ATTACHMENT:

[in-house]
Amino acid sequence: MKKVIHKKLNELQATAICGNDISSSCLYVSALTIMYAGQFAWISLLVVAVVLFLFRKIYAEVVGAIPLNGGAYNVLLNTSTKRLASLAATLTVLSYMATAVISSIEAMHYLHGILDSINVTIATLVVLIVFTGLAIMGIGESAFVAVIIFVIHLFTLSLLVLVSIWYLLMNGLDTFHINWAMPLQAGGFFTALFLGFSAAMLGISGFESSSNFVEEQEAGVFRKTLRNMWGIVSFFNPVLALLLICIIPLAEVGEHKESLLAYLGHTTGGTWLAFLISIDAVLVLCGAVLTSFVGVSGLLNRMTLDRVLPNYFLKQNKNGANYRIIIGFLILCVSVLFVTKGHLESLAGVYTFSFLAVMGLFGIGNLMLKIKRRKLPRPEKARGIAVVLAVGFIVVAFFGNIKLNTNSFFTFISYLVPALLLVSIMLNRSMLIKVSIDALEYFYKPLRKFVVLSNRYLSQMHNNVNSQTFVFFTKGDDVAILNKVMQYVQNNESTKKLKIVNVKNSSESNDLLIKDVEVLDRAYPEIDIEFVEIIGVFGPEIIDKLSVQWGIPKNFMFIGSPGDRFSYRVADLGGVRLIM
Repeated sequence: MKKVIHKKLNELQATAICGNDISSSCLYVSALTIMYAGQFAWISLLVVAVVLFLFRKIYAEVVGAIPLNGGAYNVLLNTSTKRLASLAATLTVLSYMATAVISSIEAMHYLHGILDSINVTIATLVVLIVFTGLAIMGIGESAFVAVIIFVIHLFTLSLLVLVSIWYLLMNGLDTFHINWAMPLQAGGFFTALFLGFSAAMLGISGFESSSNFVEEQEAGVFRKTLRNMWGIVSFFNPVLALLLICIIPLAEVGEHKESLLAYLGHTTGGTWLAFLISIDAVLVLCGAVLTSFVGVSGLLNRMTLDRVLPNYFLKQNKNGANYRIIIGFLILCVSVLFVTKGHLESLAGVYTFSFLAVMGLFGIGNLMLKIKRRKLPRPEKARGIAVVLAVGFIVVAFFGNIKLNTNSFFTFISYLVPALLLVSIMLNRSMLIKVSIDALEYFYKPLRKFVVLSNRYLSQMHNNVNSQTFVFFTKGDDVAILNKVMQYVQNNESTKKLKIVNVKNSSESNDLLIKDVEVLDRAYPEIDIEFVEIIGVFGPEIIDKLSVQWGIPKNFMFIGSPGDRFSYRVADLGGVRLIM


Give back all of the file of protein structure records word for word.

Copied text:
[in-house]
Amino acid sequence: MKKVIHKKLNELQATAICGNDISSSCLYVSALTIMYAGQFAWISLLVVAVVLFLFRKIYAEVVGAIPLNGGAYNVLLNTSTKRLASLAATLTVLSYMATAVISSIEAMHYLHGILDSINVTIATLVVLIVFTGLAIMGIGESAFVAVIIFVIHLFTLSLLVLVSIWYLLMNGLDTFHINWAMPLQAGGFFTALFLGFSAAMLGISGFESSSNFVEEQEAGVFRKTLRNMWGIVSFFNPVLALLLICIIPLAEVGEHKESLLAYLGHTTGGTWLAFLISIDAVLVLCGAVLTSFVGVSGLLNRMTLDRVLPNYFLKQNKNGANYRIIIGFLILCVSVLFVTKGHLESLAGVYTFSFLAVMGLFGIGNLMLKIKRRKLPRPEKARGIAVVLAVGFIVVAFFGNIKLNTNSFFTFISYLVPALLLVSIMLNRSMLIKVSIDALEYFYKPLRKFVVLSNRYLSQMHNNVNSQTFVFFTKGDDVAILNKVMQYVQNNESTKKLKIVNVKNSSESNDLLIKDVEVLDRAYPEIDIEFVEIIGVFGPEIIDKLSVQWGIPKNFMFIGSPGDRFSYRVADLGGVRLIM
Repeated sequence: MKKVIHKKLNELQATAICGNDISSSCLYVSALTIMYAGQFAWISLLVVAVVLFLFRKIYAEVVGAIPLNGGAYNVLLNTSTKRLASLAATLTVLSYMATAVISSIEAMHYLHGILDSINVTIATLVVLIVFTGLAIMGIGESAFVAVIIFVIHLFTLSLLVLVSIWYLLMNGLDTFHINWAMPLQAGGFFTALFLGFSAAMLGISGFESSSNFVEEQEAGVFRKTLRNMWGIVSFFNPVLALLLICIIPLAEVGEHKESLLAYLGHTTGGTWLAFLISIDAVLVLCGAVLTSFVGVSGLLNRMTLDRVLPNYFLKQNKNGANYRIIIGFLILCVSVLFVTKGHLESLAGVYTFSFLAVMGLFGIGNLMLKIKRRKLPRPEKARGIAVVLAVGFIVVAFFGNIKLNTNSFFTFISYLVPALLLVSIMLNRSMLIKVSIDALEYFYKPLRKFVVLSNRYLSQMHNNVNSQTFVFFTKGDDVAILNKVMQYVQNNESTKKLKIVNVKNSSESNDLLIKDVEVLDRAYPEIDIEFVEIIGVFGPEIIDKLSVQWGIPKNFMFIGSPGDRFSYRVADLGGVRLIM